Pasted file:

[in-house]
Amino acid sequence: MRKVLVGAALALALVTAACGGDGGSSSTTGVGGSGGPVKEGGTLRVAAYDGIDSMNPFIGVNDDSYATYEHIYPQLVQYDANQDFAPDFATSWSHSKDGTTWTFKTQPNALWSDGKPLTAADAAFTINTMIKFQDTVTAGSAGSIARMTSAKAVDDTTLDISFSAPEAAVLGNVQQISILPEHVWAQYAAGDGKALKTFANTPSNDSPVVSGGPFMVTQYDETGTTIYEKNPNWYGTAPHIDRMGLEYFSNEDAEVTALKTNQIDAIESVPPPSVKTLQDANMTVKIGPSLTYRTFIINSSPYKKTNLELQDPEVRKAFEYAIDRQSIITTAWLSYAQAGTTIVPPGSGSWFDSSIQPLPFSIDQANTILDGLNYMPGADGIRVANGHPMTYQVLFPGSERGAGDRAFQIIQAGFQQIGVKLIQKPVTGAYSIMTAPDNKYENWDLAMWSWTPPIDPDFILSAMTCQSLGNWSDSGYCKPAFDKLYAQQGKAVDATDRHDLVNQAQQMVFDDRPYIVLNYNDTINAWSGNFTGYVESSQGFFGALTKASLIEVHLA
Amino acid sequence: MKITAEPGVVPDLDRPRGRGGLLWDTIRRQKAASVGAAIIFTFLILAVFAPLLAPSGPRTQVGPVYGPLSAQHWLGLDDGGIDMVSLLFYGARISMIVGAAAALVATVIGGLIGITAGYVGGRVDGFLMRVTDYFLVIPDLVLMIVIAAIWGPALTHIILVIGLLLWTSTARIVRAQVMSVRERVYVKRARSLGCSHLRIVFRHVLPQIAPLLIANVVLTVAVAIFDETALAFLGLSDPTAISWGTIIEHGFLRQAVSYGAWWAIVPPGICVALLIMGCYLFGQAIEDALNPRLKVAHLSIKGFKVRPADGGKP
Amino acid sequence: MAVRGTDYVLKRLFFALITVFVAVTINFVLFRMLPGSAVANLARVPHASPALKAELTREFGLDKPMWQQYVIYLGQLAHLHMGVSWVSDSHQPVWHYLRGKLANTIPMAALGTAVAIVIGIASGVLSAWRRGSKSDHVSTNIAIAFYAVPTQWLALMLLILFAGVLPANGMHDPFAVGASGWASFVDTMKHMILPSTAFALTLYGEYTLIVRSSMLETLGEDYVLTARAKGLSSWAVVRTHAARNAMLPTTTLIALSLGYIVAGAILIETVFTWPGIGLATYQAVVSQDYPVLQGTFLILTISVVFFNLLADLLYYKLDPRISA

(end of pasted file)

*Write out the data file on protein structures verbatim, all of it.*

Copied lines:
[in-house]
Amino acid sequence: MRKVLVGAALALALVTAACGGDGGSSSTTGVGGSGGPVKEGGTLRVAAYDGIDSMNPFIGVNDDSYATYEHIYPQLVQYDANQDFAPDFATSWSHSKDGTTWTFKTQPNALWSDGKPLTAADAAFTINTMIKFQDTVTAGSAGSIARMTSAKAVDDTTLDISFSAPEAAVLGNVQQISILPEHVWAQYAAGDGKALKTFANTPSNDSPVVSGGPFMVTQYDETGTTIYEKNPNWYGTAPHIDRMGLEYFSNEDAEVTALKTNQIDAIESVPPPSVKTLQDANMTVKIGPSLTYRTFIINSSPYKKTNLELQDPEVRKAFEYAIDRQSIITTAWLSYAQAGTTIVPPGSGSWFDSSIQPLPFSIDQANTILDGLNYMPGADGIRVANGHPMTYQVLFPGSERGAGDRAFQIIQAGFQQIGVKLIQKPVTGAYSIMTAPDNKYENWDLAMWSWTPPIDPDFILSAMTCQSLGNWSDSGYCKPAFDKLYAQQGKAVDATDRHDLVNQAQQMVFDDRPYIVLNYNDTINAWSGNFTGYVESSQGFFGALTKASLIEVHLA
Amino acid sequence: MKITAEPGVVPDLDRPRGRGGLLWDTIRRQKAASVGAAIIFTFLILAVFAPLLAPSGPRTQVGPVYGPLSAQHWLGLDDGGIDMVSLLFYGARISMIVGAAAALVATVIGGLIGITAGYVGGRVDGFLMRVTDYFLVIPDLVLMIVIAAIWGPALTHIILVIGLLLWTSTARIVRAQVMSVRERVYVKRARSLGCSHLRIVFRHVLPQIAPLLIANVVLTVAVAIFDETALAFLGLSDPTAISWGTIIEHGFLRQAVSYGAWWAIVPPGICVALLIMGCYLFGQAIEDALNPRLKVAHLSIKGFKVRPADGGKP
Amino acid sequence: MAVRGTDYVLKRLFFALITVFVAVTINFVLFRMLPGSAVANLARVPHASPALKAELTREFGLDKPMWQQYVIYLGQLAHLHMGVSWVSDSHQPVWHYLRGKLANTIPMAALGTAVAIVIGIASGVLSAWRRGSKSDHVSTNIAIAFYAVPTQWLALMLLILFAGVLPANGMHDPFAVGASGWASFVDTMKHMILPSTAFALTLYGEYTLIVRSSMLETLGEDYVLTARAKGLSSWAVVRTHAARNAMLPTTTLIALSLGYIVAGAILIETVFTWPGIGLATYQAVVSQDYPVLQGTFLILTISVVFFNLLADLLYYKLDPRISA